Ascent of Little Park Point 7676 on 2019-06-09
|Others in Party:||Dan Conner|
----Only Party on Mountain
|Date:||Sunday, June 9, 2019|
|Ascent Type:||Successful Summit Attained|
|Peak:||Little Park Point 7676|
| Elevation:||7676 ft / 2339 m|
Ascent Trip ReportThis was quite an adventure. I set this peak in the database when I noticed it was on public land and had nearly 300 feet of rise but more importantly it looked like an epic bushwhack with great scrambling opportunities. It is not in LOJ and no-one has tried it in peakbagger so today, Dan and I set off to conquer it. This was a hard one to get. First you have to cross Bear Creek which in a normal year is ripping with current but after this years record snow and rain the creek is running like a small rapid river. So we elected to cross via bridge. Ironically, our orange Subaru was parked where we could see it all day from the peak but the bridge was a few tenths out of the way up stream.
Crossing the upstream bridge we immediately found a fishing trail and followed it a short way till it rose up over a rock feature. Thinking it was a real trail as it looked at first we ascended but that was a mistake. The trail soon was an animal herd trail then an erosion gully with loose sand and at the angle of repose. We took this class 2 nightmare upward and clawed our way to the top exhausting!
Now the issue was we saw we had to cross a ravine that shows up on the USGS map as an intermittent stream. Down climbing much of what we just climbed we gave up over a hundred feet (feature of blue coming down from peak 7698). Then upcliming what we hoped was the sexy rocky ridge of point 7676 we were disappointed again. The bushwhack was again VERY steep and loose and we clawed and slipped up the ridge and realized that now we had to drop again to cross a named tributary "Devil's Gulch" and it was a mildly flowing stream. But we had to give up nearly 200 feet this time and cross under an old barb wire obstacle. Finally we arrived at our prize the mountain peak of 7676. Now this miserable route of harsh bushwhacking and steep slopes gave way to a truly delightful hike. Peak 6767 has major open grassy areas and shoulders and many rock feature of class 2+, 3, 3+ and 4 to chose your line. Unfortunately, I was pretty tired by the time we got there so I chose more of the class 2 and 2+ than harder routes to save energy as we had to get down before dark and did not have much time left. Along the northern shoulder is the easiest route and most obstacles can be avoided but there are a few places where the crux moves may reach easy class 3. Depending on your line you can argue the overall rating of this climb as 2+ or easy 3.
There are some surprisingly good views on the way up of Mount Morrison, Denver, and surrounding area and all in the wild with no trails or people. The summit is a bit underwhelming but had signs of human activity. We found two very old fire rings (completely grown over) and a downed barb wire fence remains and some huge cairns at the top. Some people do bushwhack up here just no-on in LOJ or peakbagger to date. We built a large cairn on the actual highpoint (about 3 feet tall) since the others were below the HP. Then headed down a more direct route down the north shoulder. We inadvertently got to anxious and clipped the top of some private property that was unmarked, unsigned and un-fenced but the GPS track later confirmed we went outside of the public lands. The line we took was far easier than the public land approach.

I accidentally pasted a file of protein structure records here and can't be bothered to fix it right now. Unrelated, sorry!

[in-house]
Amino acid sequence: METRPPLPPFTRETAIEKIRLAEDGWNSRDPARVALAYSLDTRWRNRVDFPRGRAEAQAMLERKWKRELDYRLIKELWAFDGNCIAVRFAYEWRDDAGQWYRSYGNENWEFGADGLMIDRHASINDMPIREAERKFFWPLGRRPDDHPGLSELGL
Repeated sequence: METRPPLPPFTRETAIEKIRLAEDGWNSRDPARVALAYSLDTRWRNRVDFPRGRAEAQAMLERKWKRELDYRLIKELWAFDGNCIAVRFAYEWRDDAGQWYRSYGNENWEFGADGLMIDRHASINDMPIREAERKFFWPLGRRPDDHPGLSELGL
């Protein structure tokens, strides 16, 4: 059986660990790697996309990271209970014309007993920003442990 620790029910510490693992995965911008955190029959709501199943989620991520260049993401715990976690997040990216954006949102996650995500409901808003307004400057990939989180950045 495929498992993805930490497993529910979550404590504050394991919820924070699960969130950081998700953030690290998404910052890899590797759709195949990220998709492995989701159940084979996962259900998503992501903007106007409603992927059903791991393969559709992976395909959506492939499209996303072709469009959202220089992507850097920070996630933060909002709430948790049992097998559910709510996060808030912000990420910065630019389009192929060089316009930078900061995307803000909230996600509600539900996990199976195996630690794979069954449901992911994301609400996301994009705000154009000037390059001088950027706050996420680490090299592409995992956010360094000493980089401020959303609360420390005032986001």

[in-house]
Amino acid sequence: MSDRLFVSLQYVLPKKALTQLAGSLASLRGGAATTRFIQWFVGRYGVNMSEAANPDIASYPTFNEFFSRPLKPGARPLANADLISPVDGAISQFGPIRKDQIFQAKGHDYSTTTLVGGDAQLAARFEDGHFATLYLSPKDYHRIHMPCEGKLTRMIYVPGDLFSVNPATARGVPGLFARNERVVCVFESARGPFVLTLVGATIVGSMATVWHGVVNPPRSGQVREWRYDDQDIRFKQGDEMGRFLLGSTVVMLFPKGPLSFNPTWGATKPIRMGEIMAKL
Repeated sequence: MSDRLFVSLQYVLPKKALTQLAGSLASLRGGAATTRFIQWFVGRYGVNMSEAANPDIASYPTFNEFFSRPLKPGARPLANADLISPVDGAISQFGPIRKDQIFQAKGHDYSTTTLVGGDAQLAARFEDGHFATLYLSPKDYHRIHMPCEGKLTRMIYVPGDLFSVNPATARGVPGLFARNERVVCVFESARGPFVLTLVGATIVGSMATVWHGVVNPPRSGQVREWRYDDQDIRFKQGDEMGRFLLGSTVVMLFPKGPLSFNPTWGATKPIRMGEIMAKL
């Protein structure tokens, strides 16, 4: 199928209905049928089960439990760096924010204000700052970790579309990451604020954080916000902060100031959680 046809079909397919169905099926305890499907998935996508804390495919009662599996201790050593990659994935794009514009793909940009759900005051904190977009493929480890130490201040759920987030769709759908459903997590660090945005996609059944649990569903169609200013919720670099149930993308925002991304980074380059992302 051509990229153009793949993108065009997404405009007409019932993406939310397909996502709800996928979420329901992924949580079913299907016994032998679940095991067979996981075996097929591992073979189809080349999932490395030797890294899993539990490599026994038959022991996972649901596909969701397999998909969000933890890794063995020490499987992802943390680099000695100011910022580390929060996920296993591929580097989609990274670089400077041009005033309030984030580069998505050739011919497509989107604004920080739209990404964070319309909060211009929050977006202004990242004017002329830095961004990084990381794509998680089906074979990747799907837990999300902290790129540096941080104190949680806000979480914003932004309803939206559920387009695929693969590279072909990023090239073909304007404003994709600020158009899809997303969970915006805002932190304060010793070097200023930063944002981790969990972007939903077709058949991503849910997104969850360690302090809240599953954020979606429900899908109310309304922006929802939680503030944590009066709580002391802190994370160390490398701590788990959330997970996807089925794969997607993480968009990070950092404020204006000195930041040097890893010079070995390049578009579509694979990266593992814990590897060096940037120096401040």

My orange car below could be seen a mile away and we were attracted to it like a moth to a light, but soon we were at raging creek below and the bushwhack back to the bridge would be VERY hard as the side slopes on the opposite of the creek had no trail and was ridiculously steep.
We scouted the creek to find a spot where the current looked manageable and forded the water. It was still tough. It was cold! and at one point the water was up to my waste and moving swiftly (I had to toss my wallet and phone across or they would have been soaked). But we crossed very near out car and were done.
All and all a fun adventure for those that like backwoods bushwhacking, route finding, and scrambling. But a lot of work for a peak with just under 300 foot of rise
|Summary Total Data|
| Total Elevation Gain:||1605 ft / 488 m|
| Total Elevation Loss:||370 ft / 112 m|
| Round-Trip Distance:||2.7 mi / 4.3 km|
| Quality:||5 (on a subjective 1-10 scale)|
| Route Conditions:||Maintained Trail, Unmaintained Trail, Open Country, Bushwhack, Stream Ford, Scramble|
| Gain on way in:||1570 ft / 478 m|
| Gain Breakdown:||Net: 1235 ft / 376 m; Extra: 335 ft / 102m|
| Loss on way in:||335 ft / 102 m|
| Distance:||1.5 mi / 2.4 km|
| Route:||bushwhack to scramble see GPS|
| Start Trailhead:||Parking lot at Little Park DMP 6441 ft / 1963 m|
| Loss on way out:||35 ft / 10 m|
| Gain on way out:||35 ft / 10 m|
| Distance:||1.2 mi / 1.9 km|
| Route:||see GPS track|
|GPS Data for Ascent/Trip|
GPS Waypoints - Hover or click to see name and lat/long
Peaks: climbed and unclimbed by William Musser
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Note: GPS Tracks may not be accurate, and may not show the best route. Do not follow this route blindly. Conditions change frequently. Use of a GPS unit in the outdoors, even with a pre-loaded track, is no substitute for experience and good judgment. Peakbagger.com accepts NO responsibility or liability from use of this data.
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